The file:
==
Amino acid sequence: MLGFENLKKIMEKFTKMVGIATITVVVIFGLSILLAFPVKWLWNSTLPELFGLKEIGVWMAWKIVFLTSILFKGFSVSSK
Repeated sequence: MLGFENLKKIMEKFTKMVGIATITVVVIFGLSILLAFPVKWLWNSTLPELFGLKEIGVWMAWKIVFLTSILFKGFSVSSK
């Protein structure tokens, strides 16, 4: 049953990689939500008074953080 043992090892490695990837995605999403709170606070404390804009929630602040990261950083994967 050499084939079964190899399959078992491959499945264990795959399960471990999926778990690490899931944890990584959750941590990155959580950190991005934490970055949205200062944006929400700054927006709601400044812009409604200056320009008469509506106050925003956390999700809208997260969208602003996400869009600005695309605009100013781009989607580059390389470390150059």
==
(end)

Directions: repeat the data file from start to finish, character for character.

Amino acid sequence: MLGFENLKKIMEKFTKMVGIATITVVVIFGLSILLAFPVKWLWNSTLPELFGLKEIGVWMAWKIVFLTSILFKGFSVSSK
Repeated sequence: MLGFENLKKIMEKFTKMVGIATITVVVIFGLSILLAFPVKWLWNSTLPELFGLKEIGVWMAWKIVFLTSILFKGFSVSSK
């Protein structure tokens, strides 16, 4: 049953990689939500008074953080 043992090892490695990837995605999403709170606070404390804009929630602040990261950083994967 050499084939079964190899399959078992491959499945264990795959399960471990999926778990690490899931944890990584959750941590990155959580950190991005934490970055949205200062944006929400700054927006709601400044812009409604200056320009008469509506106050925003956390999700809208997260969208602003996400869009600005695309605009100013781009989607580059390389470390150059």